Twitter is now a ubiquitous part of our lives, enabling individuals to make their personal thoughts known to all and sundry. It’s how we keep track of what Donald Trump is thinking, whether it’s the devastation wrought by Hurricane Irma or his recent speech at the United Nations. Vinay Prasad is a 34-year-old doctor working in Portland, Oregon who takes to Twitter each day to pass judgment on the latest cancer drug or clinical trial. Although he has a modest number of followers – just 12,000 – his influence is growing, with one commentator describing him as a “swashbuckling crusader for medicine” and another suggesting that “he tends to be cynical and nihilistic.”
Earlier this year Prasad posted a Tweet (seen above) that boldly declared: “The Cochrane review of mammography randomized control trials is a MUST read. No effect on overall mortality.” When one of his followers asked for a link to the report, Prasad suggested she use Google to track it down since the link’s URL was too long. You would have thought that a man familiar with social media would know about tools such as Bitly or Splitter!
Another follower, Jenny Hall, then commented that the report used very old clinical trials and treatment was now different. Prasad shot back, saying that because treatment was better, mammograms were less useful. But Hall persisted, suggesting that mammography equipment was also better, to which there was no response from the man who appears to have an opinion on everything.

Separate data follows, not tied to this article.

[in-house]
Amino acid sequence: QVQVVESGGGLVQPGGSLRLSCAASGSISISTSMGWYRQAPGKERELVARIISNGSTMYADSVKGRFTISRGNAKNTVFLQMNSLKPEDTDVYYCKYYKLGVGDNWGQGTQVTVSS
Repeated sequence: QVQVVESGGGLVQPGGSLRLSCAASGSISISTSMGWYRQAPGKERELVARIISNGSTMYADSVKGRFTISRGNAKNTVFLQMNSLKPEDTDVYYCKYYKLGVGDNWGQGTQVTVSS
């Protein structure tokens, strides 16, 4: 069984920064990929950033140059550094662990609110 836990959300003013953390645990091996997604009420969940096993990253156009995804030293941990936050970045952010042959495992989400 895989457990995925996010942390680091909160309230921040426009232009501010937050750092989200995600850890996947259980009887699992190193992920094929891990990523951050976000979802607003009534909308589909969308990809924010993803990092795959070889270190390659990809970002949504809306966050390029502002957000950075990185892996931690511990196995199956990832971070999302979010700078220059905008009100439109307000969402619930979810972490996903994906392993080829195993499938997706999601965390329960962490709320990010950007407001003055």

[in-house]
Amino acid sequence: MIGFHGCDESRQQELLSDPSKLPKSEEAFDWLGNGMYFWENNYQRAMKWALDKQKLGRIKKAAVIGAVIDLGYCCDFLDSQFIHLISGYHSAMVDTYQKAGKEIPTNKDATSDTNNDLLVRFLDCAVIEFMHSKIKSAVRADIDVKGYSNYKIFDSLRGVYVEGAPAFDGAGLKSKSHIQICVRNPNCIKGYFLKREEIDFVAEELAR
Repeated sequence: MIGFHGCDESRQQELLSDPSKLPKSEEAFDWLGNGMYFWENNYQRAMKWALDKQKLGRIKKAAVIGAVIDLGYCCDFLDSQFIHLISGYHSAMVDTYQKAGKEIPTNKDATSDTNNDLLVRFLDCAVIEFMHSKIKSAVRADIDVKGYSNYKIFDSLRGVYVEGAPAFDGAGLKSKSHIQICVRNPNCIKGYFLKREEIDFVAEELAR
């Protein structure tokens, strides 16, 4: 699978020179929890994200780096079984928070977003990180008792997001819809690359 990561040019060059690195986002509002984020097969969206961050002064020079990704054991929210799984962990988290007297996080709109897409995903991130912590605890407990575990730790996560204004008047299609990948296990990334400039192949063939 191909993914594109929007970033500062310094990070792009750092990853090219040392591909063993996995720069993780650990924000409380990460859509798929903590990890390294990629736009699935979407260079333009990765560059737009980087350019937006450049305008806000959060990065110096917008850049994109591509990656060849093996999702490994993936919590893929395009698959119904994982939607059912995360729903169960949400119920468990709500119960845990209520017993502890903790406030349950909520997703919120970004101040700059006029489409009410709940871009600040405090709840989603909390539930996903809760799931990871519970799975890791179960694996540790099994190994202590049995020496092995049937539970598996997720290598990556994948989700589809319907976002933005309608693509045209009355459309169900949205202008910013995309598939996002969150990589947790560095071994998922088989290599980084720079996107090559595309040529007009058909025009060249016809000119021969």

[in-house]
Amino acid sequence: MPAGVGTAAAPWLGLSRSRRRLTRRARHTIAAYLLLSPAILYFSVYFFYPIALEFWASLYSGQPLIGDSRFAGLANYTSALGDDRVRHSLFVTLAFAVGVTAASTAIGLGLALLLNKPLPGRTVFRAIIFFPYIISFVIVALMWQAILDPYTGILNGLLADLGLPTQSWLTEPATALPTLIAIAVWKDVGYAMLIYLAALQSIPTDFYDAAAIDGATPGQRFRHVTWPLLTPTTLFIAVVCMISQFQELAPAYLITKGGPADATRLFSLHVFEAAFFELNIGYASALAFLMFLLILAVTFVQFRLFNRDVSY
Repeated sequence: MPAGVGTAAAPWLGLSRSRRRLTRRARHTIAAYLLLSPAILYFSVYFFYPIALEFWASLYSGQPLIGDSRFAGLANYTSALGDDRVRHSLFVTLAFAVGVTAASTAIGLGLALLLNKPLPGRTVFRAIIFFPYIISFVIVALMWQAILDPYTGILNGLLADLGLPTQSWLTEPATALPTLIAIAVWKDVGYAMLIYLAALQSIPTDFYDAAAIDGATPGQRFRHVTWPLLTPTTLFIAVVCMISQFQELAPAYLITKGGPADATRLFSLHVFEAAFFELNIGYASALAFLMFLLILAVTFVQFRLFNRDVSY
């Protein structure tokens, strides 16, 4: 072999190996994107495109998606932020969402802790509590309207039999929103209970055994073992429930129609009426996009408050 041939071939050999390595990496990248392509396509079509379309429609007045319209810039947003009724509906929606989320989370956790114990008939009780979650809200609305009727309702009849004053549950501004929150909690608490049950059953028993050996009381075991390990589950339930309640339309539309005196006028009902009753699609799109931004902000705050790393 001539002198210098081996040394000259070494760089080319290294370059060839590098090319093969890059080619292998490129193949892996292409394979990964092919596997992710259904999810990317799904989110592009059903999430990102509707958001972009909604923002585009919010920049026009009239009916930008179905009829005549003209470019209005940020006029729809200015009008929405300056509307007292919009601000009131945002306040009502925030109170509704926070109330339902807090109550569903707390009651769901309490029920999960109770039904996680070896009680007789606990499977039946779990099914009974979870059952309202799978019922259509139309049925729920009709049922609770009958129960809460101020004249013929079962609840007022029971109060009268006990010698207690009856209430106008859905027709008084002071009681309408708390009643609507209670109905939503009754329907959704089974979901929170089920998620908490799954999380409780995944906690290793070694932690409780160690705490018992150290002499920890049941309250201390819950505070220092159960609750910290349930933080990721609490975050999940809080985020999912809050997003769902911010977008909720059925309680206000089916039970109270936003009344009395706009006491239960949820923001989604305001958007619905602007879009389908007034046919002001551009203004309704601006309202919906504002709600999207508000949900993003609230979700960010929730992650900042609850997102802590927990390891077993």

The Cochrane review was published in 2013 by Peter Gøtzsche from Denmark, whose book Mammography Screening: Truth, Lies and Controversy we reviewed five years ago. Writing for Forbes, Elaine Schattner, a physician and journalist, took the time to read the article carefully and commented “For today, I’ll focus on dates. Recent analyses cite studies carried out during the 1980s, 1970s and 1960s. In other words, researchers are analyzing our grandmothers’ mammograms to inform women’s health and screening decisions today.”
As Schattner pointed out, all but one of the eight studies in the Cochrane review started in 1982 or earlier (see above, © Forbes). However, in the past 35 years the technology underpinning breast cancer screening has undergone significant improvements: mammography has moved from analogue to digital; we have seen the introduction of digital breast tomosynthesis; and automated breast ultrasound has been added for women with dense tissue. In answer to the question posed in the title, the answer is clearly “yes.” Prasad should have read Schattner’s article before posting his Tweet.